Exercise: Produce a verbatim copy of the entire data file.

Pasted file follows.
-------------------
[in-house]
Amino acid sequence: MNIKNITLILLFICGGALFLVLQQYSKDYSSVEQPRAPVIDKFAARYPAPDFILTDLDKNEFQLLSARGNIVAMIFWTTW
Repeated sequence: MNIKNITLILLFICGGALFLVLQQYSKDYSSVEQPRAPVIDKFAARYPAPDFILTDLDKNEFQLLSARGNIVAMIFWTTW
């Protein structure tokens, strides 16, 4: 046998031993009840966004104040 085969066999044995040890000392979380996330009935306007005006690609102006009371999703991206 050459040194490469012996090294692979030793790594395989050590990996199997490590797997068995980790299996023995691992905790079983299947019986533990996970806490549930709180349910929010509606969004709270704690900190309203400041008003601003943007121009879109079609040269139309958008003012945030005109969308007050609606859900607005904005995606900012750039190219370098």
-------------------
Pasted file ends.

[in-house]
Amino acid sequence: MNIKNITLILLFICGGALFLVLQQYSKDYSSVEQPRAPVIDKFAARYPAPDFILTDLDKNEFQLLSARGNIVAMIFWTTW
Repeated sequence: MNIKNITLILLFICGGALFLVLQQYSKDYSSVEQPRAPVIDKFAARYPAPDFILTDLDKNEFQLLSARGNIVAMIFWTTW
């Protein structure tokens, strides 16, 4: 046998031993009840966004104040 085969066999044995040890000392979380996330009935306007005006690609102006009371999703991206 050459040194490469012996090294692979030793790594395989050590990996199997490590797997068995980790299996023995691992905790079983299947019986533990996970806490549930709180349910929010509606969004709270704690900190309203400041008003601003943007121009879109079609040269139309958008003012945030005109969308007050609606859900607005904005995606900012750039190219370098």